Our level of sensitivity to various sensory input and our subsequent sensory aversions and preferences influence our choice of friends, hobbies, and jobs. This propensity to like or dislike certain people, activities, clothes, or foods based on these preferences is normal. But, for some people, the aversion or preference of certain sensory input due to their level of sensitivity to said input is so significant that it begins to limit their ability to participate in their home, school, or work environment. A disorder exists when the restrictions that result from these significant preferences or aversions greatly impact one’s ability to either develop or exhibit appropriate social, emotional, behavioral, or attentional capabilities.


Through interview and observations, your therapist will determine the frequency and extent to which a person exhibits certain behaviors that indicate their level of sensitivity lies outside of normal range. Then, they will analyze how this impacts a person’s conduct, social-emotional regulation, and attention. Often, a pattern for being over responsive to, under responsive to, avoidant of, or seeking certain input can be determined. Knowing this pattern and your sensory preferences/aversions pave the way for two important avenues of treatment: implementation of environmental modifications and individualized sensory integration therapy. Environmental modifications simply mean altering a person’s environment so that it facilitates success with challenging tasks. Sensory based environmental modifications often involve changing a person’s environment to minimize the frequency, intensity, or duration of aversive sensory input while maximizing the frequency and duration of preferred, calming sensory input. Individualized sensory integration therapy aims to improve sensory processing skills through guided activities that challenge one's ability to respond, or adapt, appropriately to sensory input. It is through this active involvement and exploration of sensory based activities that we facilitate improved responses to various sensory experiences. However, it is important to remember that even with environmental modifications and individualized therapy, a person will always demonstrate trends for preferring or disliking certain sensations. Keep in mind that the goal of therapy is to reduce the extent to which these preferences or aversions interfere with daily functioning so that an individual may engage successfully in school, work, and society.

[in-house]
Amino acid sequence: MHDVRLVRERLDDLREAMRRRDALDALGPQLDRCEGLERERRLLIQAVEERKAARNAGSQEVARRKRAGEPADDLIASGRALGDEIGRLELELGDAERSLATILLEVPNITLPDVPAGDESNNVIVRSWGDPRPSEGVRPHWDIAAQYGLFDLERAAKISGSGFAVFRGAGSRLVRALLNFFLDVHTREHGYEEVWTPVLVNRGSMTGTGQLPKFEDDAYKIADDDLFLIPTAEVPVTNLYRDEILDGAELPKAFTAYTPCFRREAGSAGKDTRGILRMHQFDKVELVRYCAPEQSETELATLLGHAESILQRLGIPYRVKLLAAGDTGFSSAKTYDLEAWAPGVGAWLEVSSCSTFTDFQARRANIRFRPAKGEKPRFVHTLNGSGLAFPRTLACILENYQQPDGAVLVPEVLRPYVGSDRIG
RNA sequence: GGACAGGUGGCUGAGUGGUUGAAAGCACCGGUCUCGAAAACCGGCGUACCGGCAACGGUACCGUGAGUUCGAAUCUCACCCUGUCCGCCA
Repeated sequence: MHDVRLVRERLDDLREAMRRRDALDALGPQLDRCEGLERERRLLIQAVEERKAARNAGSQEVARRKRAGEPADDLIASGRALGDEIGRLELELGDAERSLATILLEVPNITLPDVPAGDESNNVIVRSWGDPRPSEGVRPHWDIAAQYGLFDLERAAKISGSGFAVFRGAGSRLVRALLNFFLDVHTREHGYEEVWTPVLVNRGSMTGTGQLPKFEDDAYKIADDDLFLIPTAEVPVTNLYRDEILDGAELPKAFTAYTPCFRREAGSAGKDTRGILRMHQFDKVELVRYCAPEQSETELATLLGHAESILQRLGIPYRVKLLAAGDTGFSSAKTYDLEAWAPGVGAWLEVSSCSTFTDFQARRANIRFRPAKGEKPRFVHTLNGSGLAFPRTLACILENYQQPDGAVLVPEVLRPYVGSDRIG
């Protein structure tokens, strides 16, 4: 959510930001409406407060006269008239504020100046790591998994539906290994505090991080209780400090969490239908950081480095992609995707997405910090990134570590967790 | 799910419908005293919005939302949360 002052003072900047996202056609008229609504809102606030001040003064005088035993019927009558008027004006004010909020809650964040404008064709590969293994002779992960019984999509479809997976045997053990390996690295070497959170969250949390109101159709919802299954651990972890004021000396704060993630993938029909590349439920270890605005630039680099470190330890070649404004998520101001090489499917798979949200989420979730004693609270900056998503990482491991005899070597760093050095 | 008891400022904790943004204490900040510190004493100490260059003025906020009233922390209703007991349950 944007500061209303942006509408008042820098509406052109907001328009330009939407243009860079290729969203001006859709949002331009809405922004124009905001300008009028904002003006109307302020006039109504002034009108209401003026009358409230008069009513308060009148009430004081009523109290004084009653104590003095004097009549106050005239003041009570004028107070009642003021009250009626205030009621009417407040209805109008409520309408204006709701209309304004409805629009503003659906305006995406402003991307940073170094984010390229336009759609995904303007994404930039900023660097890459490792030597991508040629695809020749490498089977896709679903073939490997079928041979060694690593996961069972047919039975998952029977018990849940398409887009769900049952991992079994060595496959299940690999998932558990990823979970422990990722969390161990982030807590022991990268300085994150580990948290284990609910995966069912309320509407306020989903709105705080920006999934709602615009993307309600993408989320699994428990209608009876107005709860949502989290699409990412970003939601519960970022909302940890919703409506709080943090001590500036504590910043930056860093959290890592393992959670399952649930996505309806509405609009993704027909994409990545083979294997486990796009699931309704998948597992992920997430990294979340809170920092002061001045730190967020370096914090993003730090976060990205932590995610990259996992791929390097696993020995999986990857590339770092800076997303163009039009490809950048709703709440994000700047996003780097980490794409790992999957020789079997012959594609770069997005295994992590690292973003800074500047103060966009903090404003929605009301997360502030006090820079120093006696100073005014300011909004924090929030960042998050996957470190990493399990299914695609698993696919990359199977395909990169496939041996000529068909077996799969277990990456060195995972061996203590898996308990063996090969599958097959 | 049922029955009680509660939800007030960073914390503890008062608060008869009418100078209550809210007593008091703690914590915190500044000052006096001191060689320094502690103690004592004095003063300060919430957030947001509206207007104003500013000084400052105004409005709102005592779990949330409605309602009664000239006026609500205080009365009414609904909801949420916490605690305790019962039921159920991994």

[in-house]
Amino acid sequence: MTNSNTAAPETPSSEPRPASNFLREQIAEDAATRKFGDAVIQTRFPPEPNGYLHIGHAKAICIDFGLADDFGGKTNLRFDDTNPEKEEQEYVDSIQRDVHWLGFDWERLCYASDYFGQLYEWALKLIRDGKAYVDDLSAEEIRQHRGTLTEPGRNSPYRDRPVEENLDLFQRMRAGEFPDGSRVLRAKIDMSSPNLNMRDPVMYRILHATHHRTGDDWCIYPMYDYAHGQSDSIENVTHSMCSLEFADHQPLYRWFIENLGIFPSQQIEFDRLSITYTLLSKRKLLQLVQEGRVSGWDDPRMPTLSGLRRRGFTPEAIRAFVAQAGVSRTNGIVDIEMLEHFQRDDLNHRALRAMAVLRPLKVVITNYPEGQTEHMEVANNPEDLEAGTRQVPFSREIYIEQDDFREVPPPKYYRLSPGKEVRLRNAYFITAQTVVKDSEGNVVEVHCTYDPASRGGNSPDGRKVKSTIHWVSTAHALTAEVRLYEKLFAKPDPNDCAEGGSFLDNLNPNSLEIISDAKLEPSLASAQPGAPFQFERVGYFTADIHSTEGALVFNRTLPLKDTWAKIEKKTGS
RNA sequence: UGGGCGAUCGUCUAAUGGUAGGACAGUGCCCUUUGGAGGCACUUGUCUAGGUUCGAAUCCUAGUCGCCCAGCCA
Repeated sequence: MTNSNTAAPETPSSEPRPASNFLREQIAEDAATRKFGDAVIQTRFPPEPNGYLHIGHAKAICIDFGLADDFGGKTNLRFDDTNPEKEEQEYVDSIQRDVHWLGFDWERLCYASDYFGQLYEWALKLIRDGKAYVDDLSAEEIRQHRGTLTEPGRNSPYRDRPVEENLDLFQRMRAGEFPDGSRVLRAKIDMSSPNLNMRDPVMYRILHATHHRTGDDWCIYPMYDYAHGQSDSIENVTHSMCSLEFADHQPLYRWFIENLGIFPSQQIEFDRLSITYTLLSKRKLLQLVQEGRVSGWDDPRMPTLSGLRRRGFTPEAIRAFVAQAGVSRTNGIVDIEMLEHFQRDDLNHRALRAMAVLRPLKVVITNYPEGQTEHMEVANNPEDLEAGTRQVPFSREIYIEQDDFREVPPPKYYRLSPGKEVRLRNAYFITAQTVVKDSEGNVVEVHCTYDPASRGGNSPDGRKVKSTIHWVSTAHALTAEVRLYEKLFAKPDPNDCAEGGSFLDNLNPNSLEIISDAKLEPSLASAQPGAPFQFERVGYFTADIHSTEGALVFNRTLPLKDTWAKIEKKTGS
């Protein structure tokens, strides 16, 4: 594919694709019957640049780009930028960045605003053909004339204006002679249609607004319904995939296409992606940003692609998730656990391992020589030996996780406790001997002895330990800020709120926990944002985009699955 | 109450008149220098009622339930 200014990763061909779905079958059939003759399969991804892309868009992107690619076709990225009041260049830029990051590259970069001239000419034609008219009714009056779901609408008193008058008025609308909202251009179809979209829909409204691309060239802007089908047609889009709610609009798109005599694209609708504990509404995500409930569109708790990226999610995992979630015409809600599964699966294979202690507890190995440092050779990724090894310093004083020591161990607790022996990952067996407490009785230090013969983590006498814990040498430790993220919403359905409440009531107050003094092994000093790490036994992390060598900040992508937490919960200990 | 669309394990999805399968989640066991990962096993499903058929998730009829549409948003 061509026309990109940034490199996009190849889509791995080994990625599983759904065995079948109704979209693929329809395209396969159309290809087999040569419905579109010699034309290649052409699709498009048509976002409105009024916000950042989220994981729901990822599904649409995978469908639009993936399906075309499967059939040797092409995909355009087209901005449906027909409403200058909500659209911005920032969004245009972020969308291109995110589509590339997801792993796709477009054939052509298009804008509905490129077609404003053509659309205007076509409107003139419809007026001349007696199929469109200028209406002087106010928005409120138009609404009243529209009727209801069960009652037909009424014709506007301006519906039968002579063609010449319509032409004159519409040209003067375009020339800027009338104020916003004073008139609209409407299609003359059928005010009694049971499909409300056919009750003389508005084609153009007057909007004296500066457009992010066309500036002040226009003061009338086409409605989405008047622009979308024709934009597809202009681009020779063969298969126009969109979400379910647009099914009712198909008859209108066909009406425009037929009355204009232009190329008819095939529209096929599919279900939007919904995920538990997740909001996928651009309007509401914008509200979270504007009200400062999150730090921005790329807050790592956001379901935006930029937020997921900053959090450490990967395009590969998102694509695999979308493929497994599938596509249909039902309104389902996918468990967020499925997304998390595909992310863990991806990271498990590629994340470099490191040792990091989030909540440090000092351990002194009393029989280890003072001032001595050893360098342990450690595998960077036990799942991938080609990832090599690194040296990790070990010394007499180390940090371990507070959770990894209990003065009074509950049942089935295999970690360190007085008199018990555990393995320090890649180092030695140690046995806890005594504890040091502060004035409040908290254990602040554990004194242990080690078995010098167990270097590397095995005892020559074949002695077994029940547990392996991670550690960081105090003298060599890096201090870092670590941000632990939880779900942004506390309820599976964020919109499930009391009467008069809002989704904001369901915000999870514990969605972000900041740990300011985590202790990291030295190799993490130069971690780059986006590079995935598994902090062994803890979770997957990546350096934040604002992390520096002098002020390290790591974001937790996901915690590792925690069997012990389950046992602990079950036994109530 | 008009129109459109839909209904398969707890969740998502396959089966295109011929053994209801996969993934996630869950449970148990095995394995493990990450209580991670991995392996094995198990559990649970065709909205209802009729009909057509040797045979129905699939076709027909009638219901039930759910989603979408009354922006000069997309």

No! Here at Abilities, we believe that a Sensory Processing Disorder can exist separately from an Autism Spectrum Disorder. We like to say that while most children with ASD have a disordered way of perceiving and responding to sensory input, not all children that respond poorly to sensory input have Autism Spectrum Disorder. We are passionate about providing all children that could benefit from sensory integration therapy a safe and fun place to become more mature and efficient responders to sensory input.

If you think your child might be struggling with Sensory Processing give us a call. Our experienced therapists are here to help shed light on this all too often confusing topic!